In 1994, Rwanda experienced the world largest genocide in modern times. The Genocide against Tutsi has its distinctive aspects in the sense thatmost of the victims were killed in their own villages by their neighbours. Despite compelling orders from the then officials to kill, some refrain from engaging in killings and even few went far by rescuing the target group. Ernest Mutwarasibo, is a PhD student in the School of Global Studies at the University of Gothenburg - Sweden. He is conducting a research to explore how and why, in their perspectives, persons who were identified as Hutu made resistance during the Genocide against the Tutsi in Rwanda, in 1994.
Mutwarasibo says that his study brings into dialogue the respective literatures on Genocide and resistance studies, particularly in that they both focus on the oppressive power exercise.
“Endeavouring to understand strategies and motivations of those who resisted the genocide in Rwanda in 1994 is likely to help in the current effort to foster an auto-resourced national identity and responsible citizenship in Rwanda” he said.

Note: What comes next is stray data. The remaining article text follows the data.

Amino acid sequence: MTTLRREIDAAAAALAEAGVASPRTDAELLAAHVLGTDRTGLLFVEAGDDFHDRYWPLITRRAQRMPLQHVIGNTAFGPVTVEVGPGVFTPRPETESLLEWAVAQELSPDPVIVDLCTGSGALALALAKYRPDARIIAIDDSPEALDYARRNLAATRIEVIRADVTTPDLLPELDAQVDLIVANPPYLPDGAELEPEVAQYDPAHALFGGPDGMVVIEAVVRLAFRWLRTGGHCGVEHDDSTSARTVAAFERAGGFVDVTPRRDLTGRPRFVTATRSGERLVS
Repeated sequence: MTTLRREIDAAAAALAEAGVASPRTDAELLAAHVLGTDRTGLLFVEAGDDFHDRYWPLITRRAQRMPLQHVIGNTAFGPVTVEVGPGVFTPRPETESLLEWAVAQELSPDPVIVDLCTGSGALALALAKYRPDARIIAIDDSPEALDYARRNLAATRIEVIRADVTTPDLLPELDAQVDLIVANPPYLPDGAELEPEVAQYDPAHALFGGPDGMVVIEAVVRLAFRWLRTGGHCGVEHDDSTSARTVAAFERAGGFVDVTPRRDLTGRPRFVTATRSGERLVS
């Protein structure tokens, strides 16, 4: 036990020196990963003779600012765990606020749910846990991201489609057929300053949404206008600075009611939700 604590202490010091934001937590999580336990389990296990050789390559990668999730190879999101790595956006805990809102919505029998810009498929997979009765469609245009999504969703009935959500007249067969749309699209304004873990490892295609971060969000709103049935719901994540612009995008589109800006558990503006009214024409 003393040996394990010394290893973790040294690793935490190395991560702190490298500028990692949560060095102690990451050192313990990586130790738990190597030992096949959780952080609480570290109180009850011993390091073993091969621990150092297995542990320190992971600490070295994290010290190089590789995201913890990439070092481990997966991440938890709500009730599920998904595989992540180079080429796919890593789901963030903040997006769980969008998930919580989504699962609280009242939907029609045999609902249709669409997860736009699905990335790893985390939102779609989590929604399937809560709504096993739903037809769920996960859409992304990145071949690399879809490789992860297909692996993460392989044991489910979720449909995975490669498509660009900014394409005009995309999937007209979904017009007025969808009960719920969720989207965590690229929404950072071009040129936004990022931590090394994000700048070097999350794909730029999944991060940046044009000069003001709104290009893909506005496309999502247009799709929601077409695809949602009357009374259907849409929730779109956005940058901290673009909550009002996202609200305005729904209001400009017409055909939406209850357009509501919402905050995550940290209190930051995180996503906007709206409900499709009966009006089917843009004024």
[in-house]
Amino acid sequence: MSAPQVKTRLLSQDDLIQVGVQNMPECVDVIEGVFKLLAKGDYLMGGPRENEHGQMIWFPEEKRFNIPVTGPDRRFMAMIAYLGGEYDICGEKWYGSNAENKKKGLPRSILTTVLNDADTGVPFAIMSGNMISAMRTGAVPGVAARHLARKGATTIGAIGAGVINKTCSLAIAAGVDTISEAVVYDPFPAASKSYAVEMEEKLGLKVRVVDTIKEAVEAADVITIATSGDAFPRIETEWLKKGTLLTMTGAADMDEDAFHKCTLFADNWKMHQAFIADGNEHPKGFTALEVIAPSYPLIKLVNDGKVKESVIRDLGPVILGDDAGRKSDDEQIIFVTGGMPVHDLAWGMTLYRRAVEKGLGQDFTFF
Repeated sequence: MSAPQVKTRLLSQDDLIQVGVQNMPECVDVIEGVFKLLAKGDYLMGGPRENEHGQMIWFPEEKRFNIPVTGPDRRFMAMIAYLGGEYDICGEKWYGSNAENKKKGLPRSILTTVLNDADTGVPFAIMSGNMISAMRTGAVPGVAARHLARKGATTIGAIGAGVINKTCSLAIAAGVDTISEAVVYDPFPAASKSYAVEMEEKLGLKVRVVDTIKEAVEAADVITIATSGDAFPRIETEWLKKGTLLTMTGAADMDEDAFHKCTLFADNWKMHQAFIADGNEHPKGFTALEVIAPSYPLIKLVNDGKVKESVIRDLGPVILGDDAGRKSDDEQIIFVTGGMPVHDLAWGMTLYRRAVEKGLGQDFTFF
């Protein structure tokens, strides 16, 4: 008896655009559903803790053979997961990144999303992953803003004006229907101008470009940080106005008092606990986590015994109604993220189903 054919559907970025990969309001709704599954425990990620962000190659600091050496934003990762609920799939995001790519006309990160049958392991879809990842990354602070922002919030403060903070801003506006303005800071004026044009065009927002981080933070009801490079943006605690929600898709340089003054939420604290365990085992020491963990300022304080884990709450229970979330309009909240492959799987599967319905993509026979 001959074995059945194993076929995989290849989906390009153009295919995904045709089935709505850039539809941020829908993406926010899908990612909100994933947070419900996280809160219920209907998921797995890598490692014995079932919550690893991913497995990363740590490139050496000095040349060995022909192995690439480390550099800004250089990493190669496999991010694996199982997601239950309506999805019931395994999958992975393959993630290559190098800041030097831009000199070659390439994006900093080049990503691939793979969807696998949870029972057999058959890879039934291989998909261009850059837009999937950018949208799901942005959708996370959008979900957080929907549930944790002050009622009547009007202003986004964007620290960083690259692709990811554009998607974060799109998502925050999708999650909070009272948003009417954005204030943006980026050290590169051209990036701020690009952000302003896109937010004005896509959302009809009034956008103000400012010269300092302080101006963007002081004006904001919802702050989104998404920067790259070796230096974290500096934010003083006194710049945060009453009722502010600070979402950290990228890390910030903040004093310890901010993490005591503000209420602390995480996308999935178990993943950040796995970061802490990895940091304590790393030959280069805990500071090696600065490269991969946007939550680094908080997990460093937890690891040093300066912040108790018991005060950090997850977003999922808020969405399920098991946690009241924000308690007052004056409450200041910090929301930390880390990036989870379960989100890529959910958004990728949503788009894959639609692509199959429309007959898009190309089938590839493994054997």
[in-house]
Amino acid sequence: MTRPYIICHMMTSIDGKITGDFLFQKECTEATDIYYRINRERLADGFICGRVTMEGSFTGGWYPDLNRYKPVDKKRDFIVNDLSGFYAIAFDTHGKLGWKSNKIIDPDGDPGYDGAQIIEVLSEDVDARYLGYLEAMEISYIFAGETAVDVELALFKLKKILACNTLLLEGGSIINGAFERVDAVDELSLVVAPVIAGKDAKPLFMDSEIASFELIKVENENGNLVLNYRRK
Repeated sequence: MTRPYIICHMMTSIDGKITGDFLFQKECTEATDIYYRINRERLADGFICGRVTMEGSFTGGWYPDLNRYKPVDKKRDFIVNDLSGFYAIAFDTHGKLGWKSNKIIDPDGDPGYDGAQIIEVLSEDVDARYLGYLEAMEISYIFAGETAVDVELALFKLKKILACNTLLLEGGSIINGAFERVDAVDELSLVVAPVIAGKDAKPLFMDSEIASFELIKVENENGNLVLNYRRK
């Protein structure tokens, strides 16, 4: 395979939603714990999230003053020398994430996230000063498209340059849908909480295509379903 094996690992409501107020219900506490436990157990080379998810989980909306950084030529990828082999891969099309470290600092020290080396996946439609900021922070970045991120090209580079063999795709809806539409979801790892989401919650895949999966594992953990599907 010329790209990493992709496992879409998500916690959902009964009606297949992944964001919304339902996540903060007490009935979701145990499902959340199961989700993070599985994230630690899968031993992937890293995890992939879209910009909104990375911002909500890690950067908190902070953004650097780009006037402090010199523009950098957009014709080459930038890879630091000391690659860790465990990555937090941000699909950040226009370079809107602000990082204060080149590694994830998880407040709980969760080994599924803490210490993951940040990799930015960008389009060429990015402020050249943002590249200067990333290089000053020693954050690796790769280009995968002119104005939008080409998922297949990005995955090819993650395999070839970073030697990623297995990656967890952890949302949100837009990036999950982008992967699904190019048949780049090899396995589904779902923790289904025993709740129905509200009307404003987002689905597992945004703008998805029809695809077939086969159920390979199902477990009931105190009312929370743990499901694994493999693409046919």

He observed that understanding the resistance is to consider, first, the critical thinking and, second, the practices of individual people who employed both violent and non-violent means against the genocide perpetrators while they also endeavoured to rescue the then targeted persons as Tutsi.
His findings support and extend the existing knowledge on resistance as power back against the oppressive discourses and practices of dominant power. In this case, the genocide against Tutsi Rwandans in 1994 as a violent means to cling to political power and impose a radicalized society.
Mutwarasibo intends to do further lecturing and researching in genocide and peace studies, with a particular input in exploring the resources needed to withstand the best choices persons could make and resist what they would not otherwise do.
He also hopes to invest in research and qualitative change of the perceptions of Rwandans to the contemporary social and political world. This includes extending the research in genocide studies beyond the current historical approaches, which would allow the violence effects more serving as departure point to (re-) build individuals and society’s fabrics.
He concludes at his philosophy of life that goes “a better understanding of the past, in a present perspective, is warranty of the best future”
By Darius Murangwa